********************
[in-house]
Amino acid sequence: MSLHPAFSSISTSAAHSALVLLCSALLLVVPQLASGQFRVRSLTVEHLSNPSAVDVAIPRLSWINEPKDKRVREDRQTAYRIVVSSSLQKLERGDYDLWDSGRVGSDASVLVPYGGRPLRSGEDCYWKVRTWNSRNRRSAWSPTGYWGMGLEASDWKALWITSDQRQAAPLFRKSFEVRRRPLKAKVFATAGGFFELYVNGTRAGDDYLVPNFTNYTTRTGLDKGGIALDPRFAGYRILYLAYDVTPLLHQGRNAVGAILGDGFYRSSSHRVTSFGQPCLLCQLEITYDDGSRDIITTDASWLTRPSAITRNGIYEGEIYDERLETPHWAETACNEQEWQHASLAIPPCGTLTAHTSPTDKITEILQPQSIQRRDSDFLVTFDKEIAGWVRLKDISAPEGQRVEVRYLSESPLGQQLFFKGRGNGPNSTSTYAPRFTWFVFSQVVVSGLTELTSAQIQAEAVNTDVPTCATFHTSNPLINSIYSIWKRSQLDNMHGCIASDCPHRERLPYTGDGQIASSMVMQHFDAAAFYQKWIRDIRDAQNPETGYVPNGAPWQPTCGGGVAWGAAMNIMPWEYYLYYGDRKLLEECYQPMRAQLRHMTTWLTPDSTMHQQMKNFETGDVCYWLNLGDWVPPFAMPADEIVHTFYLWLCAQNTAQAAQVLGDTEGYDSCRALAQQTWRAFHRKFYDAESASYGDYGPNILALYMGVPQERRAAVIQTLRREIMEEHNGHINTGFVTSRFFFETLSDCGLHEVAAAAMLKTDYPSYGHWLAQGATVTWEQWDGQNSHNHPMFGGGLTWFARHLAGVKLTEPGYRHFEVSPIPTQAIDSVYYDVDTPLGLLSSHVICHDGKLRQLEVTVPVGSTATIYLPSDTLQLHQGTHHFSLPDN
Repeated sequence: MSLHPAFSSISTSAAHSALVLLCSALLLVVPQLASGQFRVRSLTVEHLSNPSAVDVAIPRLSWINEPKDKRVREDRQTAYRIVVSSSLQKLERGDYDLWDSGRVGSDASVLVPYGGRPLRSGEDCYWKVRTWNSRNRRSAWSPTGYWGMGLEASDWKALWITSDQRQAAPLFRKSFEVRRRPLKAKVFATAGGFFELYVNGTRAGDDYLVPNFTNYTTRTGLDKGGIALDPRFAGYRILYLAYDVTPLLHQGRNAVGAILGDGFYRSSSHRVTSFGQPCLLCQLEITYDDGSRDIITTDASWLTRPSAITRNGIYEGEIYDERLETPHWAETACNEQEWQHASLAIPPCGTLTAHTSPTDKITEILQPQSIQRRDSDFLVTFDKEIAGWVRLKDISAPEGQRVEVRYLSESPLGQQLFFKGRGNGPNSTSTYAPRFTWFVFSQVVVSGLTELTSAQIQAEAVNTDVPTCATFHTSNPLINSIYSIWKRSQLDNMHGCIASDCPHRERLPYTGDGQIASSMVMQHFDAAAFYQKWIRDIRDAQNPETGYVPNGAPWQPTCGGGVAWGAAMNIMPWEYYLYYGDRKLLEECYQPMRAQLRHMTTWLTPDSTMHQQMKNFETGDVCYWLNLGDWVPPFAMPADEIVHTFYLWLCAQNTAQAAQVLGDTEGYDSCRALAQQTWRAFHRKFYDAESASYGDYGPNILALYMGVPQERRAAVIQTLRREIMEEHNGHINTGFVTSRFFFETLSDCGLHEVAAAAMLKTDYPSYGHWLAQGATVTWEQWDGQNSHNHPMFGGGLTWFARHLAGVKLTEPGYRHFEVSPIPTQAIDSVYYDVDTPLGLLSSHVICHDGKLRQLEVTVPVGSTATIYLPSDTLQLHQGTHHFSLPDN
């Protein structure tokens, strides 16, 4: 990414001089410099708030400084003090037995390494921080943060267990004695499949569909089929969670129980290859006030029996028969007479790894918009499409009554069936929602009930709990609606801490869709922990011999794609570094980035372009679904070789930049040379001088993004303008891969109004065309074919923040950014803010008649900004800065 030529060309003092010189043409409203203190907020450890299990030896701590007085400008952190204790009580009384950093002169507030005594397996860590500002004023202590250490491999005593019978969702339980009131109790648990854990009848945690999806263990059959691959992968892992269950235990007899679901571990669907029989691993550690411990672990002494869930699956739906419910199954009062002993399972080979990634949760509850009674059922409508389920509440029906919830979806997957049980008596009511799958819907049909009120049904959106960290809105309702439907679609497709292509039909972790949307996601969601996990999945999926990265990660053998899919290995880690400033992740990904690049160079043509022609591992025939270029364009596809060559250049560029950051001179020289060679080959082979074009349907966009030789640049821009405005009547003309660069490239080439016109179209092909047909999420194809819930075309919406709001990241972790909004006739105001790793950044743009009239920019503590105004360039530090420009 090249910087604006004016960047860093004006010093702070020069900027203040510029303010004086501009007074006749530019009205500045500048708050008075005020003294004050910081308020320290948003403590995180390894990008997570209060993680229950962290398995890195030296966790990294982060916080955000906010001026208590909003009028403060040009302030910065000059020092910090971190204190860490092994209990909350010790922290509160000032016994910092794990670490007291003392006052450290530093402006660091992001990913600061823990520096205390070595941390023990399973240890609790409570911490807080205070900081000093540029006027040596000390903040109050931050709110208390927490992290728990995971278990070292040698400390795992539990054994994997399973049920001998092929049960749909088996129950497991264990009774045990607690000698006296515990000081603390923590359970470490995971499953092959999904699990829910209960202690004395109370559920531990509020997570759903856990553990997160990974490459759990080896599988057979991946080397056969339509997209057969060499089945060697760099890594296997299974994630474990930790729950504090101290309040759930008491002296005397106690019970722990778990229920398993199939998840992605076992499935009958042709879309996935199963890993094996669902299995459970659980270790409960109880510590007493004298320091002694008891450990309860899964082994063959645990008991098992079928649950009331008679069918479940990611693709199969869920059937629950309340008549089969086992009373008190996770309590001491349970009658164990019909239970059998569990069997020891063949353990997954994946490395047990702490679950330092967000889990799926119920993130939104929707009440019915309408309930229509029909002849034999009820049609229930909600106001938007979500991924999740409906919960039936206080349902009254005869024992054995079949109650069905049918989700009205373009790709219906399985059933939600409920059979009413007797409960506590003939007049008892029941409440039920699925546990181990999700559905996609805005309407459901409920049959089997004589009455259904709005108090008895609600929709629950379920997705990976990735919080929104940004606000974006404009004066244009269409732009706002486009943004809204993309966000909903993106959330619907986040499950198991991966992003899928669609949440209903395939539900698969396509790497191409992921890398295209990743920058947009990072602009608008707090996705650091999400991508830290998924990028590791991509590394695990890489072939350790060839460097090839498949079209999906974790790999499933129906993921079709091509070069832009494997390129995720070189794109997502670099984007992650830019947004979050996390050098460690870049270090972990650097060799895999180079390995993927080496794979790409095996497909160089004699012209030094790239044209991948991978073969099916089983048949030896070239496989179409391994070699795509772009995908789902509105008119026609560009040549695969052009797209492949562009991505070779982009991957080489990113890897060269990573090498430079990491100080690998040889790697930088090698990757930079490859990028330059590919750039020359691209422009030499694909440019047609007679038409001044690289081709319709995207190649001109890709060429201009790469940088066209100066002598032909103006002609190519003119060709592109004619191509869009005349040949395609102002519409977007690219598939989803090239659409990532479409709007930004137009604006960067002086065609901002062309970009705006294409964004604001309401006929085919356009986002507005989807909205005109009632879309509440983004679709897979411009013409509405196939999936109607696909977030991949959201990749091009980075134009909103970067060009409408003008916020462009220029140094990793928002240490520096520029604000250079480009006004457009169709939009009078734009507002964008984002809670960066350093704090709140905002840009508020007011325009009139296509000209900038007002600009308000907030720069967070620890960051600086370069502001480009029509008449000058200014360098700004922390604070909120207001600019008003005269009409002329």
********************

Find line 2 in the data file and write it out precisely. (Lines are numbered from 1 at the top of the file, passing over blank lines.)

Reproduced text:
Amino acid sequence: MSLHPAFSSISTSAAHSALVLLCSALLLVVPQLASGQFRVRSLTVEHLSNPSAVDVAIPRLSWINEPKDKRVREDRQTAYRIVVSSSLQKLERGDYDLWDSGRVGSDASVLVPYGGRPLRSGEDCYWKVRTWNSRNRRSAWSPTGYWGMGLEASDWKALWITSDQRQAAPLFRKSFEVRRRPLKAKVFATAGGFFELYVNGTRAGDDYLVPNFTNYTTRTGLDKGGIALDPRFAGYRILYLAYDVTPLLHQGRNAVGAILGDGFYRSSSHRVTSFGQPCLLCQLEITYDDGSRDIITTDASWLTRPSAITRNGIYEGEIYDERLETPHWAETACNEQEWQHASLAIPPCGTLTAHTSPTDKITEILQPQSIQRRDSDFLVTFDKEIAGWVRLKDISAPEGQRVEVRYLSESPLGQQLFFKGRGNGPNSTSTYAPRFTWFVFSQVVVSGLTELTSAQIQAEAVNTDVPTCATFHTSNPLINSIYSIWKRSQLDNMHGCIASDCPHRERLPYTGDGQIASSMVMQHFDAAAFYQKWIRDIRDAQNPETGYVPNGAPWQPTCGGGVAWGAAMNIMPWEYYLYYGDRKLLEECYQPMRAQLRHMTTWLTPDSTMHQQMKNFETGDVCYWLNLGDWVPPFAMPADEIVHTFYLWLCAQNTAQAAQVLGDTEGYDSCRALAQQTWRAFHRKFYDAESASYGDYGPNILALYMGVPQERRAAVIQTLRREIMEEHNGHINTGFVTSRFFFETLSDCGLHEVAAAAMLKTDYPSYGHWLAQGATVTWEQWDGQNSHNHPMFGGGLTWFARHLAGVKLTEPGYRHFEVSPIPTQAIDSVYYDVDTPLGLLSSHVICHDGKLRQLEVTVPVGSTATIYLPSDTLQLHQGTHHFSLPDN